Perhaps no conflict in American history is more important yet more overlooked and misunderstood than the War of 1812. At the climax of the war, inspired by the defeat of Napoleon in early 1814 and the perceived illegality of the Louisiana Purchase, the British devised a plan to launch a three-pronged attack against the Northern, Eastern, and Southern US borders. Concealing preparations for this strike by engaging in negotiations in Ghent, Britain meanwhile secretly issued orders to seize New Orleans and wrest control of the Mississippi and the lands west of the river. They further instructed British commander General Edward Pakenham not to cease his attack if he heard rumors of a peace treaty. Great Britain even covertly installed government officials within military units with the intention of immediately taking over administrative control once the territory was conquered.
Far from being simply an unnecessary epilogue to the War of 1812, the Battle of New Orleans firmly secured for the United States the territory acquired through the Louisiana Purchase. Drez offers a compelling account of this pivotal moment in American history.
The book is published by Louisiana State University Press.
©2014 Ronald J. Drez (P)2015 Redwood Audiobooks
"Ron Drez has written the single most important book on the Battle of New Orleans. His prodigious research pays off big. For the first time we understand the magnitude of Andrew Jackson's grand moment. A terrific read!" (Douglas Brinkley, author of The Wilderness Warrior)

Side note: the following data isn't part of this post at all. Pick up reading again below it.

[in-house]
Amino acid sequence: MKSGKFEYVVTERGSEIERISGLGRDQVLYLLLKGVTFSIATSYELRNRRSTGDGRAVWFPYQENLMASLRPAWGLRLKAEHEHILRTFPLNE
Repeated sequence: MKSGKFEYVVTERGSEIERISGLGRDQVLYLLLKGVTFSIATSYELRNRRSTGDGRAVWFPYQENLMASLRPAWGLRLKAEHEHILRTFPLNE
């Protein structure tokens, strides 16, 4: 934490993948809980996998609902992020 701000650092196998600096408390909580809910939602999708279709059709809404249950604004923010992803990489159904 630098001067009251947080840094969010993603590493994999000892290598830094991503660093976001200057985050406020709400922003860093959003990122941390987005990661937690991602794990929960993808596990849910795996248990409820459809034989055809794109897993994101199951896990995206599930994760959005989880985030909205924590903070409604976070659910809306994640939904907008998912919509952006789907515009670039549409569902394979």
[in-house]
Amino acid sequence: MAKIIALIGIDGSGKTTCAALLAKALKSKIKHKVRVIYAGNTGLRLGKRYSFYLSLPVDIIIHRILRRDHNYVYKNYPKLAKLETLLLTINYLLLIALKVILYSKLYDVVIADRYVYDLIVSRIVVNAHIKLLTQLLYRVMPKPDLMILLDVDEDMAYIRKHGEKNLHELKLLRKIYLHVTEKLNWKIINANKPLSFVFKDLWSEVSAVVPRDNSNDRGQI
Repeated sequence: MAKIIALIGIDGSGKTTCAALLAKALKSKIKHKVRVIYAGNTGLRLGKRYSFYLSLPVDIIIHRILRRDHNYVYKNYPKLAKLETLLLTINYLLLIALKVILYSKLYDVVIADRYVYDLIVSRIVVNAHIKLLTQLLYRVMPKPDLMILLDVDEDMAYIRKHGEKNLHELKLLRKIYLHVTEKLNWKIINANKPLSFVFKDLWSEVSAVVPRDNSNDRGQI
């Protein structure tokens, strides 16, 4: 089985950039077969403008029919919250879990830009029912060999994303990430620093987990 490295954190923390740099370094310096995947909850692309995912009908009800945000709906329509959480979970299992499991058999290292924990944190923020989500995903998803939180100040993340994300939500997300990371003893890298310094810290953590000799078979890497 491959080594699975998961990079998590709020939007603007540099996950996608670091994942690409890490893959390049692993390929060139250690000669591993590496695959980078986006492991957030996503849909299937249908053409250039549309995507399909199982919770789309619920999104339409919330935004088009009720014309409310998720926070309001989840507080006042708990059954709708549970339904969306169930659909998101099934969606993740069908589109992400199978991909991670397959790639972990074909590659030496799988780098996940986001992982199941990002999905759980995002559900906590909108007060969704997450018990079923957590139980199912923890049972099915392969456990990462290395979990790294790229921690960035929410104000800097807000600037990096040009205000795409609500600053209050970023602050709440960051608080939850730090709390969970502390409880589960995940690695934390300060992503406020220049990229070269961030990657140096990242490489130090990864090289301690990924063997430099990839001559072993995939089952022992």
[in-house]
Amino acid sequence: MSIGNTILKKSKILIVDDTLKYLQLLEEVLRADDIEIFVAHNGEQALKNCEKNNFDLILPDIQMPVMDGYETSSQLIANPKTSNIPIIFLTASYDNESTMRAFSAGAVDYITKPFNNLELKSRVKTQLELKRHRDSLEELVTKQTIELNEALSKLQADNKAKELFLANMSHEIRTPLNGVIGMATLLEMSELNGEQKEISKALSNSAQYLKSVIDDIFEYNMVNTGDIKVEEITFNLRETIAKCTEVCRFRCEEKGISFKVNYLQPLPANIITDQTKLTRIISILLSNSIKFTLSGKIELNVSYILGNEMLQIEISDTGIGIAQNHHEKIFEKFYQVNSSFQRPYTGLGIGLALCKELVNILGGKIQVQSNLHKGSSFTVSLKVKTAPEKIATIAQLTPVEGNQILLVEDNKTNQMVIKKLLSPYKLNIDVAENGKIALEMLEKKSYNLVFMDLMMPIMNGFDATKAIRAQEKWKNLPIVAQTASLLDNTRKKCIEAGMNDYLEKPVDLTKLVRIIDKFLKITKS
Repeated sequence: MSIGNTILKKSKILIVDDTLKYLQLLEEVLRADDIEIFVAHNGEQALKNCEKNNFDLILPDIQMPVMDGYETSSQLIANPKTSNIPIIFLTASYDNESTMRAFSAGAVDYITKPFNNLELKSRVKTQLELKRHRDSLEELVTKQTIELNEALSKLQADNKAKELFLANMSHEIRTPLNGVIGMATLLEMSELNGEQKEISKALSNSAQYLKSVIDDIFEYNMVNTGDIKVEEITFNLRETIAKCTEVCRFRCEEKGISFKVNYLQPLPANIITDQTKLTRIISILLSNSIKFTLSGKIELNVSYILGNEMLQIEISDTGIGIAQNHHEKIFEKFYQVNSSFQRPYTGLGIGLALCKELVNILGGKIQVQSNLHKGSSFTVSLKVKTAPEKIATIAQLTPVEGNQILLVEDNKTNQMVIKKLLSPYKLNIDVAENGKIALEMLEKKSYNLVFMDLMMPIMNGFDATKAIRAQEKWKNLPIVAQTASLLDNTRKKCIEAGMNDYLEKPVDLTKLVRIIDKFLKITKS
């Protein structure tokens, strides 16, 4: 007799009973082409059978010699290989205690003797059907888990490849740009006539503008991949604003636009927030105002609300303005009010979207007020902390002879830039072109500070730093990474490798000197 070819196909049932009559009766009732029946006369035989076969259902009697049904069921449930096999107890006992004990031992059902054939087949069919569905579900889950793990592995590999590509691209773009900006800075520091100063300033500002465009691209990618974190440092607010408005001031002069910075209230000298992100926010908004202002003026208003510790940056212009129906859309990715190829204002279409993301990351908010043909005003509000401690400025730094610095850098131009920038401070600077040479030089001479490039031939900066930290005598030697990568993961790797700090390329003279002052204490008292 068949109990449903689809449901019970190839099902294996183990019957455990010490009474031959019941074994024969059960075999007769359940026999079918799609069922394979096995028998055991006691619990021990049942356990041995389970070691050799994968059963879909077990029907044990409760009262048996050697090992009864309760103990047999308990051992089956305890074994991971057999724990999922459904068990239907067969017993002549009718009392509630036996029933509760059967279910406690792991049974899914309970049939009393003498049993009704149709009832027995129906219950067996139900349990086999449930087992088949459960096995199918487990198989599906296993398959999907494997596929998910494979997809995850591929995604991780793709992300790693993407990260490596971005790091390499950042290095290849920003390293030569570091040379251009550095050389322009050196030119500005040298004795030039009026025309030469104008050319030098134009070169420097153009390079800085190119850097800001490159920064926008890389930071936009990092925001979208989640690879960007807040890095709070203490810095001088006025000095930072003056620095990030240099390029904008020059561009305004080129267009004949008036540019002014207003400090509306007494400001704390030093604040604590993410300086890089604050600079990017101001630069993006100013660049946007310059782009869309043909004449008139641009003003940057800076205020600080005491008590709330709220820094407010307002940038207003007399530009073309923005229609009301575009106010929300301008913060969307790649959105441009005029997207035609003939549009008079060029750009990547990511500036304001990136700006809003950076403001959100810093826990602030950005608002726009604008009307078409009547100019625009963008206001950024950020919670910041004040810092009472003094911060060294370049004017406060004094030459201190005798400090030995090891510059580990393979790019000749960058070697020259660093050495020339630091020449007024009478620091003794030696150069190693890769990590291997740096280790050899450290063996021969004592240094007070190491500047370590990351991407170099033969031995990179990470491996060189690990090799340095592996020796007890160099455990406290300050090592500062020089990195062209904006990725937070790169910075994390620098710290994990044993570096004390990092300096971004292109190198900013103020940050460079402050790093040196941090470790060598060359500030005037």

"With the riveting narrative skill and psychological insight of the most passionate thriller writer, Drez takes us on an unforgettable excursion into the American past that shines the light of his prodigious research onto the intricately entangled political and military issues behind one of the most pivotal - and least understood - wars in American history." (Kenneth Atchity, former Fulbright professor of American Studies to the University of Bologna)
The 1812 war has been described as a useless conflict with no distinct victor. This well researched book show the error of this conclusion and points to the impact of victory to the United States and in particular the territory of the Louisiana purchase. The reading is somewhat monotone but acceptable for non fiction.
Report Inappropriate Content